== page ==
The Money Travels: Digital Remittance Adoption 2023 study examines how consumers send money abroad, taking a closer look at exchange rates or rates, the methods used, and the reasons for sending and receiving these all-important payments.


Specifically in Latin America, we present some of the most relevant key findings:


Digital remittances are the preferred method among surveyed senders from across Mexico and Peru. Sending money through digital applications is the most popular method for 76% and 72% of consumers surveyed in Mexico and Peru, respectively, compared to using a physical branch, cash or check. Only 7-10% rely on cash, checks, and money orders.


The adoption of mobile app-based digital payments is high, and the barriers to their use are few. Because the adoption rate of digital payments is so high in Mexico and Peru, few respondents reported barriers to using app-based payment methods, and remittance users expect to use digital transfers even more in the future.


High fees are the main pain point for digital remittance users surveyed in Latin America, although many report problems calculating the exchange rate to send money digitally. In addition to similar issues with high fees and currency exchange rates, common pain points for physical payments include speed and convenience.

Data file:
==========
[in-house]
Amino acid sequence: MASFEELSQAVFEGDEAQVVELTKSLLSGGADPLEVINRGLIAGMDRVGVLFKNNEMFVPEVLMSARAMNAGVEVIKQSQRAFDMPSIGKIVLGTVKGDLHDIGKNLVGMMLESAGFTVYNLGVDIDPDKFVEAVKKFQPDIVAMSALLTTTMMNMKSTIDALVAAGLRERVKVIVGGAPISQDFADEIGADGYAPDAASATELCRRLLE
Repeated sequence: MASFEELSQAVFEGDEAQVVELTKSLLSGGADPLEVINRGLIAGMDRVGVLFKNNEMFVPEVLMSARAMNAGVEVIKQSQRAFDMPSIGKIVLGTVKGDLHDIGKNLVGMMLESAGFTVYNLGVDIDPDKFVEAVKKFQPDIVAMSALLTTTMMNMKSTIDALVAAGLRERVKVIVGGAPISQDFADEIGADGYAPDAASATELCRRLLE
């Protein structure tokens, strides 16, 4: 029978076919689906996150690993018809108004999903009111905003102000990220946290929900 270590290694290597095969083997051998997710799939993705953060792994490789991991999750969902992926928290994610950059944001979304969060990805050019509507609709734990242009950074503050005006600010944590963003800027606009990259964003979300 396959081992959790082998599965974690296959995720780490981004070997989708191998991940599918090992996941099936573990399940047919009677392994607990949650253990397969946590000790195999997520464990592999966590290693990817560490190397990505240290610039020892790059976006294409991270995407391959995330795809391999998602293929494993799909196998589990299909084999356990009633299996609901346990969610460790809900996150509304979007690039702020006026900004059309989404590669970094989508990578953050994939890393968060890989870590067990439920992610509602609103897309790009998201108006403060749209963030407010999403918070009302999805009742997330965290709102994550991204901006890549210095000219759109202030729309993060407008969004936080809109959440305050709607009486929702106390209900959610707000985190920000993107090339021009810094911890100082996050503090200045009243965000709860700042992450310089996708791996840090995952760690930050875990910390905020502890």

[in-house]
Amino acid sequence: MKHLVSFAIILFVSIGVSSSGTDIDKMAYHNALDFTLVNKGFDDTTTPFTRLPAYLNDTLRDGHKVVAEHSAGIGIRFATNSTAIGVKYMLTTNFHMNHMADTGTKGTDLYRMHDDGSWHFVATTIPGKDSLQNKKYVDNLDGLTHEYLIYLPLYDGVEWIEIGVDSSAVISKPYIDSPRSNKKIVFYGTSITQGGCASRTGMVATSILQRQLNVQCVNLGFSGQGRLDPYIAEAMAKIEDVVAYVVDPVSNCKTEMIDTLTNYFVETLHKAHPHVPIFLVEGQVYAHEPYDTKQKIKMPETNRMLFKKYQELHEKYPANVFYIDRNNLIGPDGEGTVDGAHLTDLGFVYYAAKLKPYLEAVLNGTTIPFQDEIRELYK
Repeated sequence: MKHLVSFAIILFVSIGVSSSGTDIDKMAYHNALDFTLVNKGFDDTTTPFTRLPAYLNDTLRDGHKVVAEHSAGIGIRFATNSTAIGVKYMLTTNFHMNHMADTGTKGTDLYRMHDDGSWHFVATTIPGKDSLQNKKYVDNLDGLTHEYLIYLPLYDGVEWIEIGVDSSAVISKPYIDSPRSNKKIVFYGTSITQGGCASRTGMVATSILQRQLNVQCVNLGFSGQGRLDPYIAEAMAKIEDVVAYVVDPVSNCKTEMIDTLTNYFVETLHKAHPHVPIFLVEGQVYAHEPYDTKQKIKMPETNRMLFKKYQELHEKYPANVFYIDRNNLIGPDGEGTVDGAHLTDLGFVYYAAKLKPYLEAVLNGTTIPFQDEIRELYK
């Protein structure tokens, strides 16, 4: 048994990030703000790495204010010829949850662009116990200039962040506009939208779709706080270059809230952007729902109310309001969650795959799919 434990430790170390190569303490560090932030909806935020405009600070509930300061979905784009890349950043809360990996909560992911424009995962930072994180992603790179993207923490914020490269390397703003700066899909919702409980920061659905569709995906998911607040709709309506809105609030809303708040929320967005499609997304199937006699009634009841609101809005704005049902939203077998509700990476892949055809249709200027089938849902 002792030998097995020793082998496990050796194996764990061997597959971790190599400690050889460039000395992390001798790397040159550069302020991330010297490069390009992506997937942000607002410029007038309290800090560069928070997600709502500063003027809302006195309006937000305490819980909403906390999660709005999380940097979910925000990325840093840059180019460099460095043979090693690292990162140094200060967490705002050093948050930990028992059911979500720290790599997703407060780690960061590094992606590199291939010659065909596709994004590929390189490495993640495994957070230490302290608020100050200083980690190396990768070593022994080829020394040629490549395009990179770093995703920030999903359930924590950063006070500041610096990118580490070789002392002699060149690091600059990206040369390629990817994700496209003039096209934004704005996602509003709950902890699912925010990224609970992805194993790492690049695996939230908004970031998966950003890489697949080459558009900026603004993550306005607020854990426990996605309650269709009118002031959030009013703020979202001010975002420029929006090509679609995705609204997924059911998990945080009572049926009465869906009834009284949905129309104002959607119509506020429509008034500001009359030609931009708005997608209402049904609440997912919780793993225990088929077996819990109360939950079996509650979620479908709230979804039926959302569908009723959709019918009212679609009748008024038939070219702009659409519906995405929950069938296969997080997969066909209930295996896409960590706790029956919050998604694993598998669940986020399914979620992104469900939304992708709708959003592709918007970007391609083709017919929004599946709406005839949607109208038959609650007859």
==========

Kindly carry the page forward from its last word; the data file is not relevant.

A large proportion of remittance users in all countries consider app-based digital payments to be the most secure method. As in other markets, consumers surveyed in Mexico and Peru consider app-based digital payments to be more secure than any other method. Most believe that using digital transfers has practical benefits, including easier sending/receiving money, along with better security and peace of mind around remittances.

The rates for sending and receiving remittances vary widely by country. Of the countries surveyed, Poland, Mexico, Peru, and the Philippines receive remittances at higher rates than remittances. France and Singapore have higher shipping rates.